As part of the first phase program of experiments utilizing the SAMURAI spectrometer and NEBULA neutron array, we have undertaken invariant mass spectroscopy of 16,18,20,21B using the complementary probes of neutron and proton knockout. After a brief introduction to the experimental setup and analysis techniques, the results for 16,18B are discussed and compared to earlier work, where in addition to substantially improving our knowledge of the known threshold states in both systems, evidence for new levels has been found. Finally, the first results for 20,21B are presented, and the influence of the sequential decay of 21B on the low-energy 20B spectrum discussed.

  4. Research Priorities for FCTC Articles 20, 21, and 22: Surveillance/Evaluation and Information Exchange

    PubMed Central

    2013-01-01

    Introduction: Framework Convention on Tobacco Control (FCTC) Articles 20, 21, and 22 call for strong monitoring and reporting of tobacco use and factors influencing use and disease (Articles 20 and 21) and for collaboration among the Parties and relevant organizations to share resources, knowledge, and expertise on all relevant tobacco control strategies (Article 22). Methods: This paper provides background information and discusses research strategies that would strengthen these efforts and better inform the Parties. By necessity, Articles 20 and 21 are discussed separately from Article 22, although 1 example that relates to both 20/21 and 22 is discussed at the end. Results: Twelve important research opportunities on surveillance and evaluation are recognized, along with 4 on collaboration. The authors believe that the 6 most important areas for research would study (a) possible underreporting of tobacco use among certain demographic groups in some countries, (b) measures of industry activities, (c) optimal sampling strategies, (d) sentinel surveillance, (e) networks of tobacco companies and their partners as they promote tobacco use and interfere with implementation of the FCTC, and (f) network/relationship factors that impact diffusion of knowledge and decision making on the implementation of the FCTC. In addition, we call for a review process of existing surveillance and evaluation strategies to coordinate activities to make optimal use of existing resources. This activity would involve networking as prescribed in Article 22. Conclusions: Studies and activities such as these would facilitate control of the tobacco epidemic. PMID:23335488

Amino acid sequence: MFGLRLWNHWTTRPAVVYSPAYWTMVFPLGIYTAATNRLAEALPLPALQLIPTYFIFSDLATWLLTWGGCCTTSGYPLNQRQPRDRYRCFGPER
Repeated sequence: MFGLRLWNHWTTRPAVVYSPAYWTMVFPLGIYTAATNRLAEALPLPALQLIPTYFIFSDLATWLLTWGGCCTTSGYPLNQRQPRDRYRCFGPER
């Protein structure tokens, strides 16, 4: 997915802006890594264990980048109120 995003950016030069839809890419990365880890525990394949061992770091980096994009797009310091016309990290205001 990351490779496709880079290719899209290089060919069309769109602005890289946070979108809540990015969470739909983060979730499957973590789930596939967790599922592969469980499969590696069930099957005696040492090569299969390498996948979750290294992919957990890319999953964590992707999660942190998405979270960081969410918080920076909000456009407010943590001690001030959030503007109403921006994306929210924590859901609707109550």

5. Research priorities for FCTC Articles 20, 21, and 22: surveillance/evaluation and information exchange.

    PubMed

    Giovino, Gary A; Kulak, Jessica A; Kalsbeek, William D; Leischow, Scott J

    2013-04-01

    Framework Convention on Tobacco Control (FCTC) Articles 20, 21, and 22 call for strong monitoring and reporting of tobacco use and factors influencing use and disease (Articles 20 and 21) and for collaboration among the Parties and relevant organizations to share resources, knowledge, and expertise on all relevant tobacco control strategies (Article 22). This paper provides background information and discusses research strategies that would strengthen these efforts and better inform the parties. By necessity, Articles 20 and 21 are discussed separately from Article 22, although 1 example that relates to both 20/21 and 22 is discussed at the end. Twelve important research opportunities on surveillance and evaluation are recognized, along with 4 on collaboration. The authors believe that the 6 most important areas for research would study (a) possible underreporting of tobacco use among certain demographic groups in some countries, (b) measures of industry activities, (c) optimal sampling strategies, (d) sentinel surveillance, (e) networks of tobacco companies and their partners as they promote tobacco use and interfere with implementation of the FCTC, and (f) network/relationship factors that impact diffusion of knowledge and decision making on the implementation of the FCTC. In addition, we call for a review process of existing surveillance and evaluation strategies to coordinate activities to make optimal use of existing resources. This activity would involve networking as prescribed in Article 22. Studies and activities such as these would facilitate control of the tobacco epidemic.